In all honesty I didn’t know motherhood was a ‘thing’ aside from being a care-giver, protector, all that malarkey, until I pushed a child out myself and desperately needed to find a group of women I felt connected to from the comfort of my own sofa. I wasn’t all that young when I gave birth (26) but I didn’t feel ‘mumsy’ either. I didn’t want to sniff out the next Boden sale and if I saw one more horizontal, nautical stripe or naff Travel Inn advert which was meant to appeal to me and my need for ‘a night off with the girls’, I was going to rip my eyelash extensions out (and they are expensive FYI).
(Thanks to some speedy work; Greg and I had only been dating a year before I fell pregnant so I was still pretty fresh from partying, being single & not giving even a minute’s thought to nice face creams).
A lot of women won’t share my love of fake tan or may think pleather dungarees are ridiculous (they are a bit, but they do just wipe clean). Many a woman will shop at Boden. Some may prefer H&M. Some may choose gin as a drink of choice, others avoid at all costs because it makes them get fighty (hello). Some are all up for Fruit Shoots, others; water only. There are soft play fans, park-dwellers, city gremlins; endless contrasts and quirks run through us in this motherhood lump because while yes, we all share one monstrous bond (you can take that to be the love for our children or the love for CBeebies), we’re all still just women.
This leads me on to the main point of today’s post; whether or not there’s room for all this mum blogging/social media-ing. Recently, I’ve been spotting a few digs & swipes geared around people being too similar in their approach, their brand or matching one another almost word for word on sponsored posts and adverts, and I think it’s all rather unnecessary.
Of course there’s room for everyone! COME ON IN.
Not each one of us will relate to the same person others do, we need this patchwork of stories. Do you know how many blogs I went through; tired, lonely, feeling actually a bit like an alien in my new identity before I found some women I felt confirmed I was doing an OK job? About 35. And that’s in one sitting. And going back & forth through endless blogs with only one hand while you breastfeed a six week old with the world’s painful-est breasts isn’t easy you know. You’re bloody desperate for a virtual pat on the back and this is why mum blogging has become so, so important. Sure, you can cry to your boyfriend that everyone in baby group eyed you with suspicion because you mumbled you ‘can’t really remember any nursery rhymes’ (who knew they only took requests?!) but he can’t really help. He’s as stumped as you are.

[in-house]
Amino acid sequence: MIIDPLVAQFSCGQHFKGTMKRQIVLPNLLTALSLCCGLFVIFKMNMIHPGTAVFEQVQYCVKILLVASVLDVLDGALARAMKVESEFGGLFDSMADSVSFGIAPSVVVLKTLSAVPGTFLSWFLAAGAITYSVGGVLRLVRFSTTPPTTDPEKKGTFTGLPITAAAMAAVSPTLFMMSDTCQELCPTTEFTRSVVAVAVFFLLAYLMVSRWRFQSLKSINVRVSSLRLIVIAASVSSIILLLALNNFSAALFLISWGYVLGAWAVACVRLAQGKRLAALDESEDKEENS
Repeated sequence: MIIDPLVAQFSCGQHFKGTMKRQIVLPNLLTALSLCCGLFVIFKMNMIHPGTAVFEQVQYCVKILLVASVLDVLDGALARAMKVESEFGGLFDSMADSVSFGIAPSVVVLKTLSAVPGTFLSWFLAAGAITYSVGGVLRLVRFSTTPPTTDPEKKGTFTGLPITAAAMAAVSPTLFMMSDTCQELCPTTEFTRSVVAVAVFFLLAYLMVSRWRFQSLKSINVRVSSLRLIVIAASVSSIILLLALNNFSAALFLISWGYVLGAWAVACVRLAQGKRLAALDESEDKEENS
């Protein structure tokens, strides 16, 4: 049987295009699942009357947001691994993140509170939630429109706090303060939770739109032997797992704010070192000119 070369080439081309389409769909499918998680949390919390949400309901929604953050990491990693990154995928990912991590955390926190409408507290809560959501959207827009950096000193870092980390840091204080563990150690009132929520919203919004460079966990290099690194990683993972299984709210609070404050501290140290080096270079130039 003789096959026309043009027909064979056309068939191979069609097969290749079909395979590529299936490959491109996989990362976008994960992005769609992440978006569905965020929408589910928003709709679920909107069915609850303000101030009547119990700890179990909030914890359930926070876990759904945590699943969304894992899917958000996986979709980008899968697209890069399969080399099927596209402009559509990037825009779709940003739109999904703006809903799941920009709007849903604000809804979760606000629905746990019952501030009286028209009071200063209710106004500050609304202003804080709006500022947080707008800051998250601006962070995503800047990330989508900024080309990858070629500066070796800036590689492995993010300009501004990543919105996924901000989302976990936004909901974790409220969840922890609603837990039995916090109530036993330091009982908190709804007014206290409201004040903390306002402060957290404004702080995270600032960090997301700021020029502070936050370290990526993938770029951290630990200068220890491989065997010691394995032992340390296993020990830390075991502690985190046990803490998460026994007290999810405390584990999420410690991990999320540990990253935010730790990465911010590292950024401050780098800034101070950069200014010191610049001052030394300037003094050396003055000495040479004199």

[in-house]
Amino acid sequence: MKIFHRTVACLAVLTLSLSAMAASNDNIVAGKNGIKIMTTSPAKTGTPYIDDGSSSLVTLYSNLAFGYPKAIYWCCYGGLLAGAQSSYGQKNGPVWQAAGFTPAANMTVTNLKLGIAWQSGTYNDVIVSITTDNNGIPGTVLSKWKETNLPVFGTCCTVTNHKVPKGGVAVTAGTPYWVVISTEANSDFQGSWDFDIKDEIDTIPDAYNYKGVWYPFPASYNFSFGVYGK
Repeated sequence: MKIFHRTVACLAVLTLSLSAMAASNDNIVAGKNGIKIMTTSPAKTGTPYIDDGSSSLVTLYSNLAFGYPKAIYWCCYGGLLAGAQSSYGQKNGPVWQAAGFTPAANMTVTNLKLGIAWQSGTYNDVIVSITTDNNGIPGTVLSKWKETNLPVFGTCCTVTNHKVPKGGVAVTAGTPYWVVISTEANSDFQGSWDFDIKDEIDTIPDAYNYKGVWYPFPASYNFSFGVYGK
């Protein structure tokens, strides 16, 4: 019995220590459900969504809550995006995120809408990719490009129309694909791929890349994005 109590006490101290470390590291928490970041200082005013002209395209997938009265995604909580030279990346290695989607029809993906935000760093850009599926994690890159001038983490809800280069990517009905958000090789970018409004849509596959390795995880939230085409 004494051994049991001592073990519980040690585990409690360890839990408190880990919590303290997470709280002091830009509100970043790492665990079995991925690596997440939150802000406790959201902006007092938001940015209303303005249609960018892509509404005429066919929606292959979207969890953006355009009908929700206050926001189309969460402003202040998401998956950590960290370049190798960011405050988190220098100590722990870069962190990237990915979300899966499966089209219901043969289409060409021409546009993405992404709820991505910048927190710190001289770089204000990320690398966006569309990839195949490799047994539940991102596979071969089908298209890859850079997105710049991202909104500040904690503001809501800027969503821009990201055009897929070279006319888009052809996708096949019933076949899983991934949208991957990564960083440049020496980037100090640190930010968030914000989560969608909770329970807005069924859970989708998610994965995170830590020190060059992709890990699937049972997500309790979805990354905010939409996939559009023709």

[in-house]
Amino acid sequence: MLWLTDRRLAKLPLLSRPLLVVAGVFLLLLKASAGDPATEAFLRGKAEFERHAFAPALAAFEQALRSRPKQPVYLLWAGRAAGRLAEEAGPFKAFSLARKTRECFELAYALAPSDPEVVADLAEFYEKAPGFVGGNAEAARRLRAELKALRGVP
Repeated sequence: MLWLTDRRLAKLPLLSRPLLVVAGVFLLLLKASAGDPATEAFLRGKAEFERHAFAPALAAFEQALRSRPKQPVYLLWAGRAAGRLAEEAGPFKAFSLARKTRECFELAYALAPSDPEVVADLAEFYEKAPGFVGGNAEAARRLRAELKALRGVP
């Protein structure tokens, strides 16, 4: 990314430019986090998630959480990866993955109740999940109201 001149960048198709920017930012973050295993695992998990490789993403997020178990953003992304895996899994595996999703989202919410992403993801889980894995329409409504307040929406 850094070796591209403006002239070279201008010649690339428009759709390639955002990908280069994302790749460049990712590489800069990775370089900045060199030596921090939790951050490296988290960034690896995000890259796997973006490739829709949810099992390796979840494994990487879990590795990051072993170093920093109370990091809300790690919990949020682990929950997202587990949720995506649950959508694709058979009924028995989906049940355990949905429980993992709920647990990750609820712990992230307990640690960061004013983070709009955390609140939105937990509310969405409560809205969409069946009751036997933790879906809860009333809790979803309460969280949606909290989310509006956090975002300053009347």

I feel like I personally take a bit of everything from mumhood on social media. I like the clean, monochrome tableau I’ll never, ever manage in my own surroundings. I like the stark reality and declarations of honesty. I like outfit suggestions which kick the notion mums dress like they were just mugged well and truly in the clunk. And I like genuine recommendations for products which might bloody help me with whatever it is now that my child’s decided to throw at me. The mundane, the funny, the stylish, the shit. It’s all there, from all different people and it’s a mecca of help and reassurance. Who the hell are we to chat about whether or not there’s enough room?
The media like to suggest we’re all fighty, middle class alley cats; smearing Charlotte Tillbury over one another’s changing bag & rugby tackling PRs out of our nemesis’ direction at every turn. In truth, the majority of us all know one another (be it in real life or just via sweary late night emails). I’ve passed on business contacts plenty of times and get repeatedly told by brands my name came up during a conversation with another ‘rival’ who recommended me. There’s no playground bullying here, it’s all about the leg ups. We hardly ever miaow down alleyways.
What actually seems very apparent is media wish we’d Just Fuck Off. ‘We’ve heard enough about motherhood now thank you! We get it! You have identities!’. Never mind the fact that there are more football forums which WRITE ABOUT THE GAME EVERYONE JUST WATCHED or three thoundred and eleventy nine Eat Clean, Get Ripply Tits sites where teens promote weight-loss shakes that actually just turn your anus in to a gravy boat; there’s simply not enough room for the new age of mum to chat about their lives and try to earn money doing it. Mums, y’know, the wimmin who are up all hours. Shopping online. Reading. Trying to mindmap how to afford to work from home. Very much invested in the world they live in.
Brand Mum still has a lot of growing to do until we’re acknowledged and respected, but we’re very much getting there. Like some sort of fiery swarm of flying ants, with labour-ruined flaps for wings. We’re working together both as a team and as individuals and any suggestion otherwise is quite frankly ridiculous. Yes, there may be similarities which may crop up and certain brands might not want to contact EVERY female they’ve come across in one go (hello Johnsons) but hey, it’s a big ol’ channel out there and social media isn’t rigid.
If truth be told, there’s plenty of space for everyone and we need to welcome any voice with open arms; someone out there will need to hear it and that’s really the only thing which should matter.